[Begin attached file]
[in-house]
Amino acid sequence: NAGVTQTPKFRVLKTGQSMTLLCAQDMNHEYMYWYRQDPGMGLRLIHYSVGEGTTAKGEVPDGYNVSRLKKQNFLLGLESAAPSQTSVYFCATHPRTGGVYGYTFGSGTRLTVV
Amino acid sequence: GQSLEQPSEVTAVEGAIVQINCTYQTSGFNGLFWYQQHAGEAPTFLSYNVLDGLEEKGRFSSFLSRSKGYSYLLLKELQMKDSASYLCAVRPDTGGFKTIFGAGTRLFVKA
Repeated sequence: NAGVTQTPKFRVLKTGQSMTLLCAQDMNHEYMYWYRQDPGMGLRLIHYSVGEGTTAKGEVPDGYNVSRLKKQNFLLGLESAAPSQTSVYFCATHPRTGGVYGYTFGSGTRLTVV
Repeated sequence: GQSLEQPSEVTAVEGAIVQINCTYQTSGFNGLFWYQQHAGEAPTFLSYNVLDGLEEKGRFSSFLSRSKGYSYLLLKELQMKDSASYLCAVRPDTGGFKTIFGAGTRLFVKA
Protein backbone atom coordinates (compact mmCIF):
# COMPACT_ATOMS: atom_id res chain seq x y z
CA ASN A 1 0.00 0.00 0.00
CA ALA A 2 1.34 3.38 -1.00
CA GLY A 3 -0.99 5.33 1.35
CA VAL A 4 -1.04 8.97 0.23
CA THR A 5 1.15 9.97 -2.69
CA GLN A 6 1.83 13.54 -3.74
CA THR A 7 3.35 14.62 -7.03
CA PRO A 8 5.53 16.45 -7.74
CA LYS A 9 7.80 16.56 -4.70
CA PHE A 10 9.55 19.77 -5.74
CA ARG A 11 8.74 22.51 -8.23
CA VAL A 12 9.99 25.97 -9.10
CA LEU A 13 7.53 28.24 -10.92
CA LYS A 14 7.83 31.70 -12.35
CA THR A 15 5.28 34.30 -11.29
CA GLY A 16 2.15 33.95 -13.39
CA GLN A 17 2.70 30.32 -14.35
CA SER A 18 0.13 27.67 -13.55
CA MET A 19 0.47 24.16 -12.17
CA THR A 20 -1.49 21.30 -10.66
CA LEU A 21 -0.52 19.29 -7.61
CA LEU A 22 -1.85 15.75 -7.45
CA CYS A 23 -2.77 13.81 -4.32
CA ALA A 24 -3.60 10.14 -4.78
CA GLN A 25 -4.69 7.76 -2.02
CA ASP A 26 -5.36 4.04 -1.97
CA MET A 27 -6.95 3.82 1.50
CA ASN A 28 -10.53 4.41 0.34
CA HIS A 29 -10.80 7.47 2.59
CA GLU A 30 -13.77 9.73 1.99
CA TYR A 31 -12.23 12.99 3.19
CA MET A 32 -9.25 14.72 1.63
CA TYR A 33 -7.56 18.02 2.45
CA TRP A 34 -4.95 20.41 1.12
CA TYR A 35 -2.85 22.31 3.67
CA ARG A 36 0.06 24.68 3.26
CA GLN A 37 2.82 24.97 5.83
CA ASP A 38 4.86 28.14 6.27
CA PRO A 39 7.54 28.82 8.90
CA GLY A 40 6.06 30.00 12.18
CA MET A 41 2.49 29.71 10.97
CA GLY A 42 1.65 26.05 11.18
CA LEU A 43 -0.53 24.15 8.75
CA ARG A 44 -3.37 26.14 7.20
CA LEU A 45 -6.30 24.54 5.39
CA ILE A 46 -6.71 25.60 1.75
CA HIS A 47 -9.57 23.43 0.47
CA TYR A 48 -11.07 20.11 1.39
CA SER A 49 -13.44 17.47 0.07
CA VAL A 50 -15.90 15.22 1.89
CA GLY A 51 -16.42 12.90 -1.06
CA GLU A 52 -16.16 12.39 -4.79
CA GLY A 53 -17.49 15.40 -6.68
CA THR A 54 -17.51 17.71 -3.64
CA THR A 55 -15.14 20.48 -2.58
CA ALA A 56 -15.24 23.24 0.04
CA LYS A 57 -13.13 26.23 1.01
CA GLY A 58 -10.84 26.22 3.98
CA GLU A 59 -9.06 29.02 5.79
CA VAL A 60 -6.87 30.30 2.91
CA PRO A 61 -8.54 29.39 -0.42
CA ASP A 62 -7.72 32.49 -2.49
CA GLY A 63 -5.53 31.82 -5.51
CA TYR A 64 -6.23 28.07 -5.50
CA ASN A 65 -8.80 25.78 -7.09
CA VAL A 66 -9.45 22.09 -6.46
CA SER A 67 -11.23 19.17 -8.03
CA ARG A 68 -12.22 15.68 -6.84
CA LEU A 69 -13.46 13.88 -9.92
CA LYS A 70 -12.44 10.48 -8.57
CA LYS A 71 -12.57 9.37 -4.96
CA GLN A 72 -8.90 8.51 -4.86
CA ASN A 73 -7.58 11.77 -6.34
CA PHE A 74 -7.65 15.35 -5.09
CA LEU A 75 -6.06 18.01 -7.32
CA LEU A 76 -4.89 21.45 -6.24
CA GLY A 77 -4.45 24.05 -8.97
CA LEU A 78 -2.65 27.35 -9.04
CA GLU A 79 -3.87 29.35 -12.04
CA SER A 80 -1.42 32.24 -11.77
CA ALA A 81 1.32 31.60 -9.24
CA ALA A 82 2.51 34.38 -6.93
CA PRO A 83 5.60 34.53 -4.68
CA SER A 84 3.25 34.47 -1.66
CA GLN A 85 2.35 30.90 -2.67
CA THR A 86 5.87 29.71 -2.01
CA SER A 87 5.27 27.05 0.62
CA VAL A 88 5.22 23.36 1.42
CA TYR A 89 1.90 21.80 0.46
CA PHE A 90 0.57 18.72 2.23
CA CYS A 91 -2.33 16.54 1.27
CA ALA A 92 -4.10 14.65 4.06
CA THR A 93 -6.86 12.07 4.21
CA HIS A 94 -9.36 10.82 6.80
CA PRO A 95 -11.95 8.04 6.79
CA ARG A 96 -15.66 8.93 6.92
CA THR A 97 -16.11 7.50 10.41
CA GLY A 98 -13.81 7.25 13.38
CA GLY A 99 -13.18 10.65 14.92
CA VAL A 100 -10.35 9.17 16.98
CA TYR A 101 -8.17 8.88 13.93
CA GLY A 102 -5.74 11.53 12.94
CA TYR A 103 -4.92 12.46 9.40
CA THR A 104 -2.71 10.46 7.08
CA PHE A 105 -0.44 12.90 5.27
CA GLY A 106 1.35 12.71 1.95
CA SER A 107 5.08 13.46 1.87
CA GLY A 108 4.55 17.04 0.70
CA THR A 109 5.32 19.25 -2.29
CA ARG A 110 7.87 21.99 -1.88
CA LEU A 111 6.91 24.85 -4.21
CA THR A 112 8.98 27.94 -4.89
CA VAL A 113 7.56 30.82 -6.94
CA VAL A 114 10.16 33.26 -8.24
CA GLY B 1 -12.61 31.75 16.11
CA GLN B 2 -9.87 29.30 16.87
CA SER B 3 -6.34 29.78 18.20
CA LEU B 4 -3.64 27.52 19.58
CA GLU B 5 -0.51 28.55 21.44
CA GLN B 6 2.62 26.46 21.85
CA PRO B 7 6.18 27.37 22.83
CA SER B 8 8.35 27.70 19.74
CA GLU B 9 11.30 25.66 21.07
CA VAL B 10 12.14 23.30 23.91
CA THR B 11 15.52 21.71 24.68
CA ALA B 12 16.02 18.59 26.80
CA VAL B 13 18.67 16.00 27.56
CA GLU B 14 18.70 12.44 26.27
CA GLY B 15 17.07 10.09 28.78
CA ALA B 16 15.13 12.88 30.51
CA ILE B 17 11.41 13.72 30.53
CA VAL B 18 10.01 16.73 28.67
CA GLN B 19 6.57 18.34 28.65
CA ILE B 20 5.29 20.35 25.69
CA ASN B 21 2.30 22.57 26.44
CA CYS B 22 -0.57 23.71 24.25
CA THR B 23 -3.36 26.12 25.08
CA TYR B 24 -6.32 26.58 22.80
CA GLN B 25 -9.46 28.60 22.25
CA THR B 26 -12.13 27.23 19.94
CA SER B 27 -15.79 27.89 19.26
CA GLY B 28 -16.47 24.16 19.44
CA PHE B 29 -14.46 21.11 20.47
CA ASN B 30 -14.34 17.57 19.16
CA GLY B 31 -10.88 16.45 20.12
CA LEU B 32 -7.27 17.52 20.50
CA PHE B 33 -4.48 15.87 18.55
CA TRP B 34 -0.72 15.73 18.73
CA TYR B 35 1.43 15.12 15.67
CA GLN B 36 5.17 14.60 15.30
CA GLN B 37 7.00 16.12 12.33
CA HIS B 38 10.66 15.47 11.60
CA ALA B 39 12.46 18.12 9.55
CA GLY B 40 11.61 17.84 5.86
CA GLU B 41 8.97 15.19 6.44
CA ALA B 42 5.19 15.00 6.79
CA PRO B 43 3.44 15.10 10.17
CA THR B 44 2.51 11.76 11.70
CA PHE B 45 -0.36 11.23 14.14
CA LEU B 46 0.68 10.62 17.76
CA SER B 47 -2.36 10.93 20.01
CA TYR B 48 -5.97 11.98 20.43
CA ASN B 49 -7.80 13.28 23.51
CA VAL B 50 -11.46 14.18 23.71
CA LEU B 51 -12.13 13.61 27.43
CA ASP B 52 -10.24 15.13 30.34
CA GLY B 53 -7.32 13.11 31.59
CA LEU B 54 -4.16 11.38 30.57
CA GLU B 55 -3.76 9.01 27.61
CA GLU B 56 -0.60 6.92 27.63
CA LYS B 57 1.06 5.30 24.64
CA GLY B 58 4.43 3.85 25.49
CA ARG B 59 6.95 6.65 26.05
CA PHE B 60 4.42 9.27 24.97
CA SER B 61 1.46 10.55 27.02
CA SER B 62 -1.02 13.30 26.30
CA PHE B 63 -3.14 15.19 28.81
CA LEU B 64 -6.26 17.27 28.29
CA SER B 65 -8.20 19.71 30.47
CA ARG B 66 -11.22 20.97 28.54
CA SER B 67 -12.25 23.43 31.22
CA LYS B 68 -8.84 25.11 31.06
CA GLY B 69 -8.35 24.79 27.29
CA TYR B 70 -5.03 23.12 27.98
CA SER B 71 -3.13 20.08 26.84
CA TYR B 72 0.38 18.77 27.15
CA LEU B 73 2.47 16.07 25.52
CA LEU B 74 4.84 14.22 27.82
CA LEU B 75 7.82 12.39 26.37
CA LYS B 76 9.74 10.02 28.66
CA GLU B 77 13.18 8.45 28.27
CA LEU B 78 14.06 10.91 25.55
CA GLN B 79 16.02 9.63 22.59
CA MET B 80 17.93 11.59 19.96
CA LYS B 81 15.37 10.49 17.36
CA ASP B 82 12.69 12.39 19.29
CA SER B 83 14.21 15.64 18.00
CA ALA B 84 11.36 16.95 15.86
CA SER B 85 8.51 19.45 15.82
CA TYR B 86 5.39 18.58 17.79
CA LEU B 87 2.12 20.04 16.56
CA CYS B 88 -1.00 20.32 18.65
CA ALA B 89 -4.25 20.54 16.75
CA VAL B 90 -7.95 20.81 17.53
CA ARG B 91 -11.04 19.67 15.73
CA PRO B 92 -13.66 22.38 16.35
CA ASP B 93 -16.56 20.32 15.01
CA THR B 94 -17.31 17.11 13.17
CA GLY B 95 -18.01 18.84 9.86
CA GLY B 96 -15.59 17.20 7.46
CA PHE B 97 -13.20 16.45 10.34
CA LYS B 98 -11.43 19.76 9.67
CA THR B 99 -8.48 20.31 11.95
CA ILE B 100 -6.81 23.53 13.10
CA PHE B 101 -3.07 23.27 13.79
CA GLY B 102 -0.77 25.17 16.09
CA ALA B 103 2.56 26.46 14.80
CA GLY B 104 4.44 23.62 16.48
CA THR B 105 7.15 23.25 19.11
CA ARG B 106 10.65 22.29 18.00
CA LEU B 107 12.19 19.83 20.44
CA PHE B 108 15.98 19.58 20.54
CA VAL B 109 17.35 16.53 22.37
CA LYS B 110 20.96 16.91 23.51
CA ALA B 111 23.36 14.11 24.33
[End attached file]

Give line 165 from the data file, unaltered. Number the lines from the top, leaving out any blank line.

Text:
CA THR B 44 2.51 11.76 11.70